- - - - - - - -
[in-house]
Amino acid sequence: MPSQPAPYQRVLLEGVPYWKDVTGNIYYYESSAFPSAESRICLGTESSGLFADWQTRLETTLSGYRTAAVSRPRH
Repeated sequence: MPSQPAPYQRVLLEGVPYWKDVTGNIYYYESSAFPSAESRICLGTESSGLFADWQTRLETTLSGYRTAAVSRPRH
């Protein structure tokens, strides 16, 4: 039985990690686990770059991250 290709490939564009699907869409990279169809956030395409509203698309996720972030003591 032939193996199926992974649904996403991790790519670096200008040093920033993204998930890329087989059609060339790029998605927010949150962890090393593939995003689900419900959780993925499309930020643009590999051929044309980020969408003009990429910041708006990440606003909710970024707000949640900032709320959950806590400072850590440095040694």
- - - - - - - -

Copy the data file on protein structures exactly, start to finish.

[in-house]
Amino acid sequence: MPSQPAPYQRVLLEGVPYWKDVTGNIYYYESSAFPSAESRICLGTESSGLFADWQTRLETTLSGYRTAAVSRPRH
Repeated sequence: MPSQPAPYQRVLLEGVPYWKDVTGNIYYYESSAFPSAESRICLGTESSGLFADWQTRLETTLSGYRTAAVSRPRH
């Protein structure tokens, strides 16, 4: 039985990690686990770059991250 290709490939564009699907869409990279169809956030395409509203698309996720972030003591 032939193996199926992974649904996403991790790519670096200008040093920033993204998930890329087989059609060339790029998605927010949150962890090393593939995003689900419900959780993925499309930020643009590999051929044309980020969408003009990429910041708006990440606003909710970024707000949640900032709320959950806590400072850590440095040694």